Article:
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What we are willing to change for varies by person

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By Maryellen Garrison

It’s pretty easy to gain 5-10 pounds from Thanksgiving through New Year’s. Big holiday meals, parties and open houses, and candies, cookies and rolls are more available at home, work and school. All promote weight gain, and pair that with less time for exercise... well, you see the problem.

Most of us are willing to make some changes in our diet to lower fat, sugar, and/or salt and to increase fiber. Sometimes it’s because we want to lose weight, sometimes we are responding to a doctor’s recommendation, and sometimes, maybe we have become more alert to the messages in the media.

What we are willing to change varies tremendously from person to person. I was talking to a friend who had successfully lost some weight and she said that, years ago she made some diet changes which are now ingrained habits for her… she doesn’t even have to think about them and is not tempted by the higher calorie versions. For example, she:
• doesn’t drink soda unless it is diet,
• buys only light or Neufchâtel cheese,
• doesn’t add spreads to prepared pancakes, muffins, or other quick breads,
• uses skim milk or evaporated skim milk instead of the higher fat versions, and
• regularly reduces the sugar and fat in recipes that she prepares.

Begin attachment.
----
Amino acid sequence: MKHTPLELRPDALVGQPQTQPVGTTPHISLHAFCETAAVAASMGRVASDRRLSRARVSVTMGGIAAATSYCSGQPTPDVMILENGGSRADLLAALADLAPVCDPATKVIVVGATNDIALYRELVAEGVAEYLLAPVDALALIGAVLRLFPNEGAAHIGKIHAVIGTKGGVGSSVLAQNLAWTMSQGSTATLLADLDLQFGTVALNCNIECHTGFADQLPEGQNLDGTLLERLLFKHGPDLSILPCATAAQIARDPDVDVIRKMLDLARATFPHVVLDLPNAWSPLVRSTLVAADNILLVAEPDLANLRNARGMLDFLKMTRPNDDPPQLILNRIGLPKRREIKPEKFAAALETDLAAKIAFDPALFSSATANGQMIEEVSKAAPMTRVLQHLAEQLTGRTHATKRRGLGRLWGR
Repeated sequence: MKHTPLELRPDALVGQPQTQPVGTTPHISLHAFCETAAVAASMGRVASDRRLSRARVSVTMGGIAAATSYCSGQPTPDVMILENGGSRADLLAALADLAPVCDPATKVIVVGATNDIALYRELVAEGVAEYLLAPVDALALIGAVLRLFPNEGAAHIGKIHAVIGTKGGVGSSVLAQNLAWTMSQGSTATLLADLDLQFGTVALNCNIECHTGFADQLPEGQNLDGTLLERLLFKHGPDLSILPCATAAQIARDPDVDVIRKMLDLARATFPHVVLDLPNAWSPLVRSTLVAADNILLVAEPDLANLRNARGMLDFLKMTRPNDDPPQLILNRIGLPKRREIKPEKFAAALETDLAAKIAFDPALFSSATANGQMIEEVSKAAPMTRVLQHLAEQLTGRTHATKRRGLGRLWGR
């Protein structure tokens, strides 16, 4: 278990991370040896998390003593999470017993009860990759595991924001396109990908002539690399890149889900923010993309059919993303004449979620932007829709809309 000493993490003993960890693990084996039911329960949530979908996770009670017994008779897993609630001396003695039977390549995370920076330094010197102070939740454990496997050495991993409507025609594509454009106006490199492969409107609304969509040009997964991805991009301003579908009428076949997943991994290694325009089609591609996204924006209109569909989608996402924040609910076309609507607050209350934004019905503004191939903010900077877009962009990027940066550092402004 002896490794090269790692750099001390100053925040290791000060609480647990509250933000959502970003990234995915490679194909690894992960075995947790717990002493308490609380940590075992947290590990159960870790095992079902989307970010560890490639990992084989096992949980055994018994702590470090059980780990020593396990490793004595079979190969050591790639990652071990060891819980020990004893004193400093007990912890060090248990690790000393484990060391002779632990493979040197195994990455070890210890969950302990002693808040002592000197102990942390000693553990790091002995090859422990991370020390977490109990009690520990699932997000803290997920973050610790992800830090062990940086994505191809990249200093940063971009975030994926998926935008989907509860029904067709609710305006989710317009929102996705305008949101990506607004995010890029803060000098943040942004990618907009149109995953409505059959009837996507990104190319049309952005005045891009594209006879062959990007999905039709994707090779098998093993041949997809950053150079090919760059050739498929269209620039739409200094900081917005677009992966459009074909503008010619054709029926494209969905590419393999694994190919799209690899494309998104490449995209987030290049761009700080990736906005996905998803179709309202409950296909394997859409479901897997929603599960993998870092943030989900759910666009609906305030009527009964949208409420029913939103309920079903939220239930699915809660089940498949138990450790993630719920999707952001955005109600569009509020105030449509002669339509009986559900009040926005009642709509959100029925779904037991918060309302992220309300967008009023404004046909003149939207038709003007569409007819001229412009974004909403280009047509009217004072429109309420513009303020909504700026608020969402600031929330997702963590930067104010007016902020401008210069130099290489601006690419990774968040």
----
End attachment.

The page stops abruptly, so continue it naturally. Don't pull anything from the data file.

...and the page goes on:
However, in other areas she is not willing to make changes. For example, while reduced fat cheese is okay, she would rather just skip foods with fat-free cheese, she really does not like fat free salad dressings—some of the light salad dressings are okay so she just uses less of them, She buys diet margarine (which can be 50 percent water) to use most of the time on her toast and popcorn, but loves the taste of butter once in a while.

Each of us varies in diet changes we are willing to make and remember weight control is not something you do for a short time-it is making life long changes modified.  So think about the changes that you believe might become permanent habits in your life now as we start into the Holiday Season!

Educational programs of the Kentucky Cooperative Extension Service serve all people regardless of race, color, age, sex, religion, disability, or national origin.